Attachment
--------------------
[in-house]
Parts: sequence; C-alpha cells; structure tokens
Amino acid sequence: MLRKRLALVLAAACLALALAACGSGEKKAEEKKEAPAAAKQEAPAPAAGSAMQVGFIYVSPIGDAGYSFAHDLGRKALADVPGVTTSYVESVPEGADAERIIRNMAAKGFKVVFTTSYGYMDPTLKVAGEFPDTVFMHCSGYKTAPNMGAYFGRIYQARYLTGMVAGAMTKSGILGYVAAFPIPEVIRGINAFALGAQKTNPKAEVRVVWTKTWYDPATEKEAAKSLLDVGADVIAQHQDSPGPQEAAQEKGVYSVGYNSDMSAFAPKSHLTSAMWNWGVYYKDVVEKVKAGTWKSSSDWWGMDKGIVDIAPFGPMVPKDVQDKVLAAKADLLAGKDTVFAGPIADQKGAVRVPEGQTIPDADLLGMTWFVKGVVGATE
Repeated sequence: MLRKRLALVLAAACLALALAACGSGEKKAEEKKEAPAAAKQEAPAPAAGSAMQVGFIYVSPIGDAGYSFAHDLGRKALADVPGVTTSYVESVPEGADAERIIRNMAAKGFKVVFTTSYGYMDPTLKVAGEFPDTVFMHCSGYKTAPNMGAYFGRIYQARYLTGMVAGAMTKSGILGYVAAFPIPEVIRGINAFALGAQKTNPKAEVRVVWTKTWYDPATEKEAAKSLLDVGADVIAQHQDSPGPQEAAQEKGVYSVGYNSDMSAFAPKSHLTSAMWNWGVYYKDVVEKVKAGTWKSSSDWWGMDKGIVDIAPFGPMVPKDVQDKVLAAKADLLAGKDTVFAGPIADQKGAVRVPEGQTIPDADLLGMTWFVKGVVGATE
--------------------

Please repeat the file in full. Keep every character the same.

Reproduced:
[in-house]
Parts: sequence; C-alpha cells; structure tokens
Amino acid sequence: MLRKRLALVLAAACLALALAACGSGEKKAEEKKEAPAAAKQEAPAPAAGSAMQVGFIYVSPIGDAGYSFAHDLGRKALADVPGVTTSYVESVPEGADAERIIRNMAAKGFKVVFTTSYGYMDPTLKVAGEFPDTVFMHCSGYKTAPNMGAYFGRIYQARYLTGMVAGAMTKSGILGYVAAFPIPEVIRGINAFALGAQKTNPKAEVRVVWTKTWYDPATEKEAAKSLLDVGADVIAQHQDSPGPQEAAQEKGVYSVGYNSDMSAFAPKSHLTSAMWNWGVYYKDVVEKVKAGTWKSSSDWWGMDKGIVDIAPFGPMVPKDVQDKVLAAKADLLAGKDTVFAGPIADQKGAVRVPEGQTIPDADLLGMTWFVKGVVGATE
Repeated sequence: MLRKRLALVLAAACLALALAACGSGEKKAEEKKEAPAAAKQEAPAPAAGSAMQVGFIYVSPIGDAGYSFAHDLGRKALADVPGVTTSYVESVPEGADAERIIRNMAAKGFKVVFTTSYGYMDPTLKVAGEFPDTVFMHCSGYKTAPNMGAYFGRIYQARYLTGMVAGAMTKSGILGYVAAFPIPEVIRGINAFALGAQKTNPKAEVRVVWTKTWYDPATEKEAAKSLLDVGADVIAQHQDSPGPQEAAQEKGVYSVGYNSDMSAFAPKSHLTSAMWNWGVYYKDVVEKVKAGTWKSSSDWWGMDKGIVDIAPFGPMVPKDVQDKVLAAKADLLAGKDTVFAGPIADQKGAVRVPEGQTIPDADLLGMTWFVKGVVGATE